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Ida brings more than 4 inches of rain to area
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Wet weather moving through Georgia in advance of storms along the Gulf Coast dropped as much as 4 inches of rain in parts of the state and has pushed Lake Lanier over the 1072-foot level.

The Gainesville area received 4.13 inches of rain as of 9a.m. today, according to the National Weather Service’s automated monitoring station at Lee Gilmer Memorial Airport.

The level of Lake Lanier rose slightly after the day of mostly light but steady rain, up to 1,072.23 feet above sea level, according to the U.S. Geological Survey.

The rain is expected to move out today, with a 40 percent chance of rain mainly before 1 p.m. in Gainesville. The rest of the week and the weekend is expected to remain sunny and mild with a slight chance of rain back into the forecast for Monday.

The state remained under a flash flood watch through this morning.

Tropical Storm Ida weakened to a depression after moving ashore, causing little damage along the Gulf Coast but bringing more rain to the already-soaked Southeast.

The U.S. National Hurricane Center in Miami said Ida’s center first touched land on Dauphin Island, Ala., before heading across Mobile Bay toward the Alabama mainland and on to Florida.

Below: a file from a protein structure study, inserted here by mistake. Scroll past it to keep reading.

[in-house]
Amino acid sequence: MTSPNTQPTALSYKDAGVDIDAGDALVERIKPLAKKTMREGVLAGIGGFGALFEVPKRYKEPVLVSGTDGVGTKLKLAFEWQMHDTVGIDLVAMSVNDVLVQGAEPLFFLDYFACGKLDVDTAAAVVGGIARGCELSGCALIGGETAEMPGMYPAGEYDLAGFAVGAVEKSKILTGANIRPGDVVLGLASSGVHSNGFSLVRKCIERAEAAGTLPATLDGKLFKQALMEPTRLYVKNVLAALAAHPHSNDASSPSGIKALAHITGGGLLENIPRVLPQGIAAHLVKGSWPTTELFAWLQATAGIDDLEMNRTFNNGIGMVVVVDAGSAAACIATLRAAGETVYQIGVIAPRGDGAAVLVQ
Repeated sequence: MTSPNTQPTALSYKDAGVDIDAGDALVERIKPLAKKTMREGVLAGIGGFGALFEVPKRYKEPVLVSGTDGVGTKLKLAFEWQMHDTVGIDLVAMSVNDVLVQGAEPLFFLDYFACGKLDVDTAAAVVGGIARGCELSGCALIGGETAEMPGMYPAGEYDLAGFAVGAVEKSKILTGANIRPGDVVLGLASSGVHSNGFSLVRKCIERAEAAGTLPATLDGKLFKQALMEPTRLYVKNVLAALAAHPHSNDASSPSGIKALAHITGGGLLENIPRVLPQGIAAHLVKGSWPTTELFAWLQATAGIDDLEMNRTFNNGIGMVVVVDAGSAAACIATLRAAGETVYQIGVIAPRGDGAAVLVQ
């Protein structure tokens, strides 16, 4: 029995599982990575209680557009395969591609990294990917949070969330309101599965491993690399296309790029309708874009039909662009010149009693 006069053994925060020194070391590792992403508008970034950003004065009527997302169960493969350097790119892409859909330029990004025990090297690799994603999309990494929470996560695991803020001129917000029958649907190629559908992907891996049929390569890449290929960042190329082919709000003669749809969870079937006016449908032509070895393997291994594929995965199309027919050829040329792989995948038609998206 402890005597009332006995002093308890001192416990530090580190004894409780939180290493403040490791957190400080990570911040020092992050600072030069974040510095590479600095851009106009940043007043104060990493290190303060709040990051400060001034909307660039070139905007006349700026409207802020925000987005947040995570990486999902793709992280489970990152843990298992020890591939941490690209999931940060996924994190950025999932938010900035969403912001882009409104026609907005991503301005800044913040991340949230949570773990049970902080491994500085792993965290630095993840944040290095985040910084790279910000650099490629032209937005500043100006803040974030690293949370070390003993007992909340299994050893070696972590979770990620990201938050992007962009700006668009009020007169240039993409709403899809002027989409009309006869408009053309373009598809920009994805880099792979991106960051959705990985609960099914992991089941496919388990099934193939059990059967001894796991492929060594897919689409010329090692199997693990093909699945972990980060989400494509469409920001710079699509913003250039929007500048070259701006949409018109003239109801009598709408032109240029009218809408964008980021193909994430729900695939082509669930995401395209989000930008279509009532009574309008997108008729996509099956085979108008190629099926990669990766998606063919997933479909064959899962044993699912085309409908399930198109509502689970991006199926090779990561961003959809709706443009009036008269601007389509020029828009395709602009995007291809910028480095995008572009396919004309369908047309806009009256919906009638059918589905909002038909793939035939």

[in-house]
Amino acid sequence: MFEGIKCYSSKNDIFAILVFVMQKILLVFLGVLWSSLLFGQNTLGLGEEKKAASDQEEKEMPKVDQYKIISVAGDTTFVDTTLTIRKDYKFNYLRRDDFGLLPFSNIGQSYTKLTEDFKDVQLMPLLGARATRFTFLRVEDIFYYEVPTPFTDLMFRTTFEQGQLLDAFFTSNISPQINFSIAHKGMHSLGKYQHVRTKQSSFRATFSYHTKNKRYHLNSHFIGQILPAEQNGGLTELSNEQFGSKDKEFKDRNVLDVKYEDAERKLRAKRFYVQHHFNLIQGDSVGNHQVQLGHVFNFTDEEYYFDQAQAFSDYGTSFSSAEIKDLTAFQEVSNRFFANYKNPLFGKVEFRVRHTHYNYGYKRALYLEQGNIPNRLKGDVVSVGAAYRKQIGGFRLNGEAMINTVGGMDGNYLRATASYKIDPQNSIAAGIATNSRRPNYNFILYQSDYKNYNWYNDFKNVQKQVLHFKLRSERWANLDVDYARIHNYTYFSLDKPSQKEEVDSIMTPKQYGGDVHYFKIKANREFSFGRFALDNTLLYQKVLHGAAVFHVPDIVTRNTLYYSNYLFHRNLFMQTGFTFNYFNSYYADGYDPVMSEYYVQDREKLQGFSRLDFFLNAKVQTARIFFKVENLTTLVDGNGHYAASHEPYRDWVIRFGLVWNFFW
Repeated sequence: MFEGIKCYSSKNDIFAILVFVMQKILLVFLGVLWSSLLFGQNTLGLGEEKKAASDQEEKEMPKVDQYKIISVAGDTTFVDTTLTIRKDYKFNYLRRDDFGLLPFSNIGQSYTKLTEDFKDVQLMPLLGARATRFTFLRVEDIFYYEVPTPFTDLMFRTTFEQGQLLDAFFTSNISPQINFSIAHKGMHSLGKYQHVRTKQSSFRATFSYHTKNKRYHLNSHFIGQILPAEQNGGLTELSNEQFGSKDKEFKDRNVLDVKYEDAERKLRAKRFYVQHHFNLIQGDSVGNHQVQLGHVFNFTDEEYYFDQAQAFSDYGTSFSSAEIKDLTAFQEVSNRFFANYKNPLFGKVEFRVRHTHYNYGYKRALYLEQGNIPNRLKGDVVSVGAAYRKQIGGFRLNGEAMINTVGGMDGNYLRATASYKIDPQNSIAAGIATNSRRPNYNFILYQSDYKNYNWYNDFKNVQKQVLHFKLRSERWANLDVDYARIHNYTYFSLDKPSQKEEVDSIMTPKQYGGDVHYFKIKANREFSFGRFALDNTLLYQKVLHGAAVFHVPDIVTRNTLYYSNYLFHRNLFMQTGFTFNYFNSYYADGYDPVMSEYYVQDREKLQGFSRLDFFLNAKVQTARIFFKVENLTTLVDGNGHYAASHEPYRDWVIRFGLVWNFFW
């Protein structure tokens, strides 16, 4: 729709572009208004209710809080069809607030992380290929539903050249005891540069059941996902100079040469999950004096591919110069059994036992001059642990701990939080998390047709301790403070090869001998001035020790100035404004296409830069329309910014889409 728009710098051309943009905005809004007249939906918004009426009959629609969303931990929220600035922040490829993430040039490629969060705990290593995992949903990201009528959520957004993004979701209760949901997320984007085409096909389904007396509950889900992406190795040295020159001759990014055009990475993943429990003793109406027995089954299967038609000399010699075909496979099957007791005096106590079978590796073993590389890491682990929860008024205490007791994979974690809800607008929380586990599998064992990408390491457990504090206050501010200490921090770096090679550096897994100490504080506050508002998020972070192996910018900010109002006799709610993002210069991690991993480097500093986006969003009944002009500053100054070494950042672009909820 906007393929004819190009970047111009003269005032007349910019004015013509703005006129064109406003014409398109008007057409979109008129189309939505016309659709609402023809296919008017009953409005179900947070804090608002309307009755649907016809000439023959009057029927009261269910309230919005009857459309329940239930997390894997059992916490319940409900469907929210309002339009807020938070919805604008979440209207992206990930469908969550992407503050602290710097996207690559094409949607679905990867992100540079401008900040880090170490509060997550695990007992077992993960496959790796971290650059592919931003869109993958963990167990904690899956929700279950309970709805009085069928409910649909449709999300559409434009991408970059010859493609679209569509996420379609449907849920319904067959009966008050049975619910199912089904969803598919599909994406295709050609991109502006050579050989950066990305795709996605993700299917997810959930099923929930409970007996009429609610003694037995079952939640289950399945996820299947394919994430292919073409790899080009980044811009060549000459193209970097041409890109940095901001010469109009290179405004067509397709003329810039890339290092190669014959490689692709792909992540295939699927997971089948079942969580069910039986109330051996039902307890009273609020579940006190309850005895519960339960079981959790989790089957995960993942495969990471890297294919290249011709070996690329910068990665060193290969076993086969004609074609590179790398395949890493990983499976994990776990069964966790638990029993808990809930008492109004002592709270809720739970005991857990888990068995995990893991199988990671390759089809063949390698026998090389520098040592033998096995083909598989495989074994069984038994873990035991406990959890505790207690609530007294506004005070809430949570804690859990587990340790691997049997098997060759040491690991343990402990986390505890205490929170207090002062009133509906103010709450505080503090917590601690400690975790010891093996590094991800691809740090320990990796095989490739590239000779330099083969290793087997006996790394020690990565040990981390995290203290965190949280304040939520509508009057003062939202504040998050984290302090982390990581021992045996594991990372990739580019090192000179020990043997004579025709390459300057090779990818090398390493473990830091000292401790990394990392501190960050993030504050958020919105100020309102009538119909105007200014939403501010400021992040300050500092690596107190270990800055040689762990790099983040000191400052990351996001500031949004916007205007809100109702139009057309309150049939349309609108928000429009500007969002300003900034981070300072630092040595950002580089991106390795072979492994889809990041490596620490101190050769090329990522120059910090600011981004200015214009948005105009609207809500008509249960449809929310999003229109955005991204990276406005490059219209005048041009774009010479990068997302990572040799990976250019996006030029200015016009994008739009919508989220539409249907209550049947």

Top winds dropped to near 35 mph as Ida weakened.

Forecasters said it likely would be absorbed by a front today.

Tropical storm warnings were discontinued Tuesday morning across Louisiana, Mississippi, Alabama and Florida. Forecasters said the storm had spread most of its heavy rain along the Gulf Coast ahead of Ida’s center.

Rain continued Tuesday afternoon in Tennessee, the Carolinas and Georgia, where flooding was a concern.

In Louisiana, authorities continued their search for 70-year-old fisherman Leo Ancalade, who was presumed dead after he was knocked off his boat by a wave as Ida approached Monday.

The Coast Guard said he was towing friends whose small boat lost power in the Mississippi River.

No other U.S. deaths were reported, but earlier in the week, a low-pressure system that the hurricane may have helped attract triggered flooding and landslides in El Salvador that killed at least 130 people.

The storm shut down nearly a third of oil and natural gas production in the Gulf as companies moved workers ahead of Ida, but demand was so low due to the economic downturn that energy prices barely budged. Oil companies said they would quickly fly workers back out to platforms to restart operations.

Scattered power outages were reported, but water that filled parking lots and roadsides in coastal Alabama late Monday was gone by daybreak Tuesday.